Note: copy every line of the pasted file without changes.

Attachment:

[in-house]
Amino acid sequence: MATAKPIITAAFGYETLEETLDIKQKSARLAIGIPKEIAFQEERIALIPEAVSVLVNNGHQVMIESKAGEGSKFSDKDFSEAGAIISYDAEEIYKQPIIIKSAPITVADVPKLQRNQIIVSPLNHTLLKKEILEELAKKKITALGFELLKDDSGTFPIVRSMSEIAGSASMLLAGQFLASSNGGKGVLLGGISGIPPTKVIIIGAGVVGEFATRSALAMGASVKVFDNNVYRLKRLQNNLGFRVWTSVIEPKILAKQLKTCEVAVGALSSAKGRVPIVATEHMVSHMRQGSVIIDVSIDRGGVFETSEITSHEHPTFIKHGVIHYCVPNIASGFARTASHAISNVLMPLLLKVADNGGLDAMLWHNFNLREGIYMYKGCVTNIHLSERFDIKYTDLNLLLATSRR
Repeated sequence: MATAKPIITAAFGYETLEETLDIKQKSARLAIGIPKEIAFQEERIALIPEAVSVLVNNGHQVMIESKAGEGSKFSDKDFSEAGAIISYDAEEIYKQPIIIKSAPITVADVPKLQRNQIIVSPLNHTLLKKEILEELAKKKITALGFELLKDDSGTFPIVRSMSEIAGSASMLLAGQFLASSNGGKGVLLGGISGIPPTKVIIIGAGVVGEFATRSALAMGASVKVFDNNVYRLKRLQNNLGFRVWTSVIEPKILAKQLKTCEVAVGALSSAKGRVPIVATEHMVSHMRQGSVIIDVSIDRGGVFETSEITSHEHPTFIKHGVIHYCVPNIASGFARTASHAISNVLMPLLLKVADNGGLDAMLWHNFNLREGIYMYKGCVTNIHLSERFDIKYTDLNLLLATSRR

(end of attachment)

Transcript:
[in-house]
Amino acid sequence: MATAKPIITAAFGYETLEETLDIKQKSARLAIGIPKEIAFQEERIALIPEAVSVLVNNGHQVMIESKAGEGSKFSDKDFSEAGAIISYDAEEIYKQPIIIKSAPITVADVPKLQRNQIIVSPLNHTLLKKEILEELAKKKITALGFELLKDDSGTFPIVRSMSEIAGSASMLLAGQFLASSNGGKGVLLGGISGIPPTKVIIIGAGVVGEFATRSALAMGASVKVFDNNVYRLKRLQNNLGFRVWTSVIEPKILAKQLKTCEVAVGALSSAKGRVPIVATEHMVSHMRQGSVIIDVSIDRGGVFETSEITSHEHPTFIKHGVIHYCVPNIASGFARTASHAISNVLMPLLLKVADNGGLDAMLWHNFNLREGIYMYKGCVTNIHLSERFDIKYTDLNLLLATSRR
Repeated sequence: MATAKPIITAAFGYETLEETLDIKQKSARLAIGIPKEIAFQEERIALIPEAVSVLVNNGHQVMIESKAGEGSKFSDKDFSEAGAIISYDAEEIYKQPIIIKSAPITVADVPKLQRNQIIVSPLNHTLLKKEILEELAKKKITALGFELLKDDSGTFPIVRSMSEIAGSASMLLAGQFLASSNGGKGVLLGGISGIPPTKVIIIGAGVVGEFATRSALAMGASVKVFDNNVYRLKRLQNNLGFRVWTSVIEPKILAKQLKTCEVAVGALSSAKGRVPIVATEHMVSHMRQGSVIIDVSIDRGGVFETSEITSHEHPTFIKHGVIHYCVPNIASGFARTASHAISNVLMPLLLKVADNGGLDAMLWHNFNLREGIYMYKGCVTNIHLSERFDIKYTDLNLLLATSRR